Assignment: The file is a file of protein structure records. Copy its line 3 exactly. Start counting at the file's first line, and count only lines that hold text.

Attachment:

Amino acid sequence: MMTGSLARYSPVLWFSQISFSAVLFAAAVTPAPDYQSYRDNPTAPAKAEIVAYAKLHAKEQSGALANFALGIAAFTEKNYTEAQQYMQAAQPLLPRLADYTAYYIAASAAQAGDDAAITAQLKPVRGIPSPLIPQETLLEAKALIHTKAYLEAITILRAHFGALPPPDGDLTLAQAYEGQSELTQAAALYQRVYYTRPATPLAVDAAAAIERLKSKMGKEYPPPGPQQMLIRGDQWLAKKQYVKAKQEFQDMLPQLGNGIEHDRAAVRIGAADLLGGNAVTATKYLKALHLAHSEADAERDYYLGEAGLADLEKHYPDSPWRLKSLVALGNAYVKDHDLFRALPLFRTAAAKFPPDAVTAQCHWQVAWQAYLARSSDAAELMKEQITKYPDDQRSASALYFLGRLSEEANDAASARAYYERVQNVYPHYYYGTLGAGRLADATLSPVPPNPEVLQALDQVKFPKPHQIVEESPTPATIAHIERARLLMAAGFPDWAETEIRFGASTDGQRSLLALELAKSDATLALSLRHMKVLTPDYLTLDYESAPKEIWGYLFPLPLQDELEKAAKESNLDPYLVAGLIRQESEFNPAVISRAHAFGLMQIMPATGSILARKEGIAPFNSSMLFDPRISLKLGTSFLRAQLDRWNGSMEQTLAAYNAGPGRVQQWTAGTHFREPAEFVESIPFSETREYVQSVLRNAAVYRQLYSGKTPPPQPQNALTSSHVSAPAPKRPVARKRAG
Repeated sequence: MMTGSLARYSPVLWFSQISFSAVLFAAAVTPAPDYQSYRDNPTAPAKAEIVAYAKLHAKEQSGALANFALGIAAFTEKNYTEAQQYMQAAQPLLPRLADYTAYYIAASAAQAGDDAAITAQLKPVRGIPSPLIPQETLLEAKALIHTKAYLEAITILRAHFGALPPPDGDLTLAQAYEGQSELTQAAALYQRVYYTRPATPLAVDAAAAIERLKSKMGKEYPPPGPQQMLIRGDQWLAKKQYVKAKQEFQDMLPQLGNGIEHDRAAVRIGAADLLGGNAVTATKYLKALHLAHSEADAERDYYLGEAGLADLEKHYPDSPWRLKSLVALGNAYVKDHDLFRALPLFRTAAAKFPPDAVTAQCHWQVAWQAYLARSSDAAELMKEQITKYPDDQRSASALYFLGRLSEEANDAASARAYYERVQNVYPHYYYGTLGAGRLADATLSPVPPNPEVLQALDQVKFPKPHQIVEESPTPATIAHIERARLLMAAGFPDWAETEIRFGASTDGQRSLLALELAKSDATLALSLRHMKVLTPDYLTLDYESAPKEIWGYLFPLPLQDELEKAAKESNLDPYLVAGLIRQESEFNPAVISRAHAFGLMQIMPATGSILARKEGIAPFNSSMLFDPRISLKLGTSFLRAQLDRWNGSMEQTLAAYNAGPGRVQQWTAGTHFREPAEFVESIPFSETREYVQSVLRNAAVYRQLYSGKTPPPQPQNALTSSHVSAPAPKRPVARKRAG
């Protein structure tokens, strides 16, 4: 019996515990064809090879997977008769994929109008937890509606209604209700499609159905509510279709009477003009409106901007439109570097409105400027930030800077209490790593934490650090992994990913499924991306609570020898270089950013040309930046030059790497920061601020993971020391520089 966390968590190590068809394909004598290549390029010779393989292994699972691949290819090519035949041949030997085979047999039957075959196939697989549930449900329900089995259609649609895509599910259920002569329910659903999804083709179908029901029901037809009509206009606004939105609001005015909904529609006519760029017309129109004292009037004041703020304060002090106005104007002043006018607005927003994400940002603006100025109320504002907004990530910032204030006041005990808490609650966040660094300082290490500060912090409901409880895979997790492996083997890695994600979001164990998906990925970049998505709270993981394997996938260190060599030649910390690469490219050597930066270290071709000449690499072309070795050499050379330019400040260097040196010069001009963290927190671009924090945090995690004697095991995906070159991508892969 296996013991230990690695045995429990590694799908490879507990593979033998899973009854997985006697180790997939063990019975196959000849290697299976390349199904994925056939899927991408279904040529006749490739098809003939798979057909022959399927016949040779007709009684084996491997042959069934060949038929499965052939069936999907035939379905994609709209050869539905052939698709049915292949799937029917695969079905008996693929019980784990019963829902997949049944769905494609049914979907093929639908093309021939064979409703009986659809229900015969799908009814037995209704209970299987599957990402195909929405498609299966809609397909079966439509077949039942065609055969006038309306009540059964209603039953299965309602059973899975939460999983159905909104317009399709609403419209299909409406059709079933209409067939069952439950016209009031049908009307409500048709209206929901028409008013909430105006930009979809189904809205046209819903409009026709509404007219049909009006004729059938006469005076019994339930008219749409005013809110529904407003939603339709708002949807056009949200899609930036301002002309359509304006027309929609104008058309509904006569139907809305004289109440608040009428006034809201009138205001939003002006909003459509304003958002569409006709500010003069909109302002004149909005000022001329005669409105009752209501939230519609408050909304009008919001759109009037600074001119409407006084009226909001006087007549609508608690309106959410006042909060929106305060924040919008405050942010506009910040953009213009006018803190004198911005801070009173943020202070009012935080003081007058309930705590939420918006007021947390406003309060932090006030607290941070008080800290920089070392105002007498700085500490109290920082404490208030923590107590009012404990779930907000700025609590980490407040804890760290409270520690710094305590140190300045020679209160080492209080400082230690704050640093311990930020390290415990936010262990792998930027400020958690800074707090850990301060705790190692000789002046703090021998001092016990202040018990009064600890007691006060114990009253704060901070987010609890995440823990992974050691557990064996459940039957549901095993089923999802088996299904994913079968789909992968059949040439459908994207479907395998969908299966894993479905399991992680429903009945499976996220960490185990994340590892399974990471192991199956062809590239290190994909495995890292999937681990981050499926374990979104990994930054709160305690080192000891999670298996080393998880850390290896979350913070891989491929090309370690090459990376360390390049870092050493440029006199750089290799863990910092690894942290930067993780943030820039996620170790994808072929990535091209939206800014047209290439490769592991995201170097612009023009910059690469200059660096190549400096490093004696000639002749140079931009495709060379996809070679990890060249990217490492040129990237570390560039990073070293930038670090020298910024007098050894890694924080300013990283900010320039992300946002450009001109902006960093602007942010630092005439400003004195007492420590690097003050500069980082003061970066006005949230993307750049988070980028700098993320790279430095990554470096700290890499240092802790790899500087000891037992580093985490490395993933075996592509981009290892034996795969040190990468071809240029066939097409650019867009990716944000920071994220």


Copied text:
């Protein structure tokens, strides 16, 4: 019996515990064809090879997977008769994929109008937890509606209604209700499609159905509510279709009477003009409106901007439109570097409105400027930030800077209490790593934490650090992994990913499924991306609570020898270089950013040309930046030059790497920061601020993971020391520089 966390968590190590068809394909004598290549390029010779393989292994699972691949290819090519035949041949030997085979047999039957075959196939697989549930449900329900089995259609649609895509599910259920002569329910659903999804083709179908029901029901037809009509206009606004939105609001005015909904529609006519760029017309129109004292009037004041703020304060002090106005104007002043006018607005927003994400940002603006100025109320504002907004990530910032204030006041005990808490609650966040660094300082290490500060912090409901409880895979997790492996083997890695994600979001164990998906990925970049998505709270993981394997996938260190060599030649910390690469490219050597930066270290071709000449690499072309070795050499050379330019400040260097040196010069001009963290927190671009924090945090995690004697095991995906070159991508892969 296996013991230990690695045995429990590694799908490879507990593979033998899973009854997985006697180790997939063990019975196959000849290697299976390349199904994925056939899927991408279904040529006749490739098809003939798979057909022959399927016949040779007709009684084996491997042959069934060949038929499965052939069936999907035939379905994609709209050869539905052939698709049915292949799937029917695969079905008996693929019980784990019963829902997949049944769905494609049914979907093929639908093309021939064979409703009986659809229900015969799908009814037995209704209970299987599957990402195909929405498609299966809609397909079966439509077949039942065609055969006038309306009540059964209603039953299965309602059973899975939460999983159905909104317009399709609403419209299909409406059709079933209409067939069952439950016209009031049908009307409500048709209206929901028409008013909430105006930009979809189904809205046209819903409009026709509404007219049909009006004729059938006469005076019994339930008219749409005013809110529904407003939603339709708002949807056009949200899609930036301002002309359509304006027309929609104008058309509904006569139907809305004289109440608040009428006034809201009138205001939003002006909003459509304003958002569409006709500010003069909109302002004149909005000022001329005669409105009752209501939230519609408050909304009008919001759109009037600074001119409407006084009226909001006087007549609508608690309106959410006042909060929106305060924040919008405050942010506009910040953009213009006018803190004198911005801070009173943020202070009012935080003081007058309930705590939420918006007021947390406003309060932090006030607290941070008080800290920089070392105002007498700085500490109290920082404490208030923590107590009012404990779930907000700025609590980490407040804890760290409270520690710094305590140190300045020679209160080492209080400082230690704050640093311990930020390290415990936010262990792998930027400020958690800074707090850990301060705790190692000789002046703090021998001092016990202040018990009064600890007691006060114990009253704060901070987010609890995440823990992974050691557990064996459940039957549901095993089923999802088996299904994913079968789909992968059949040439459908994207479907395998969908299966894993479905399991992680429903009945499976996220960490185990994340590892399974990471192991199956062809590239290190994909495995890292999937681990981050499926374990979104990994930054709160305690080192000891999670298996080393998880850390290896979350913070891989491929090309370690090459990376360390390049870092050493440029006199750089290799863990910092690894942290930067993780943030820039996620170790994808072929990535091209939206800014047209290439490769592991995201170097612009023009910059690469200059660096190549400096490093004696000639002749140079931009495709060379996809070679990890060249990217490492040129990237570390560039990073070293930038670090020298910024007098050894890694924080300013990283900010320039992300946002450009001109902006960093602007942010630092005439400003004195007492420590690097003050500069980082003061970066006005949230993307750049988070980028700098993320790279430095990554470096700290890499240092802790790899500087000891037992580093985490490395993933075996592509981009290892034996795969040190990468071809240029066939097409650019867009990716944000920071994220």